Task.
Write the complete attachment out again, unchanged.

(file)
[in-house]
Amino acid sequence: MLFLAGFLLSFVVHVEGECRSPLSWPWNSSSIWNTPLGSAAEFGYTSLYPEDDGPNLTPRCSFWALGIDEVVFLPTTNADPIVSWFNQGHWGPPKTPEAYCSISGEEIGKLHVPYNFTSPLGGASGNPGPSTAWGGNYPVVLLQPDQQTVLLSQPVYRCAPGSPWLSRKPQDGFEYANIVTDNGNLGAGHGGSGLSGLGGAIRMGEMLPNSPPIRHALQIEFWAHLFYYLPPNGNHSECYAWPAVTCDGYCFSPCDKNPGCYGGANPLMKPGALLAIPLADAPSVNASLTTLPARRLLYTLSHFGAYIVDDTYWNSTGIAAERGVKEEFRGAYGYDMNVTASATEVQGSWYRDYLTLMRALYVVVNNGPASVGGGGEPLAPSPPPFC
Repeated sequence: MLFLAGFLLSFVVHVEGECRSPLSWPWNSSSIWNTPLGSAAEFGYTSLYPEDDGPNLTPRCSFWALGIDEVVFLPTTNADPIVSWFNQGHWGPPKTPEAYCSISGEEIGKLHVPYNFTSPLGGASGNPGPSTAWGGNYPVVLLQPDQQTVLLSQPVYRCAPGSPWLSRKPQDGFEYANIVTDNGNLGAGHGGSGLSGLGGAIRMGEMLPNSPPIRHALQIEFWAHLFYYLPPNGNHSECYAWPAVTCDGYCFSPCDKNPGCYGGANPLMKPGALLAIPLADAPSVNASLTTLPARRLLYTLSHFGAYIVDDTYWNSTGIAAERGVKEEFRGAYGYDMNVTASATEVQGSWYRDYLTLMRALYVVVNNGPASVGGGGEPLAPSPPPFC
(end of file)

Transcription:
[in-house]
Amino acid sequence: MLFLAGFLLSFVVHVEGECRSPLSWPWNSSSIWNTPLGSAAEFGYTSLYPEDDGPNLTPRCSFWALGIDEVVFLPTTNADPIVSWFNQGHWGPPKTPEAYCSISGEEIGKLHVPYNFTSPLGGASGNPGPSTAWGGNYPVVLLQPDQQTVLLSQPVYRCAPGSPWLSRKPQDGFEYANIVTDNGNLGAGHGGSGLSGLGGAIRMGEMLPNSPPIRHALQIEFWAHLFYYLPPNGNHSECYAWPAVTCDGYCFSPCDKNPGCYGGANPLMKPGALLAIPLADAPSVNASLTTLPARRLLYTLSHFGAYIVDDTYWNSTGIAAERGVKEEFRGAYGYDMNVTASATEVQGSWYRDYLTLMRALYVVVNNGPASVGGGGEPLAPSPPPFC
Repeated sequence: MLFLAGFLLSFVVHVEGECRSPLSWPWNSSSIWNTPLGSAAEFGYTSLYPEDDGPNLTPRCSFWALGIDEVVFLPTTNADPIVSWFNQGHWGPPKTPEAYCSISGEEIGKLHVPYNFTSPLGGASGNPGPSTAWGGNYPVVLLQPDQQTVLLSQPVYRCAPGSPWLSRKPQDGFEYANIVTDNGNLGAGHGGSGLSGLGGAIRMGEMLPNSPPIRHALQIEFWAHLFYYLPPNGNHSECYAWPAVTCDGYCFSPCDKNPGCYGGANPLMKPGALLAIPLADAPSVNASLTTLPARRLLYTLSHFGAYIVDDTYWNSTGIAAERGVKEEFRGAYGYDMNVTASATEVQGSWYRDYLTLMRALYVVVNNGPASVGGGGEPLAPSPPPFC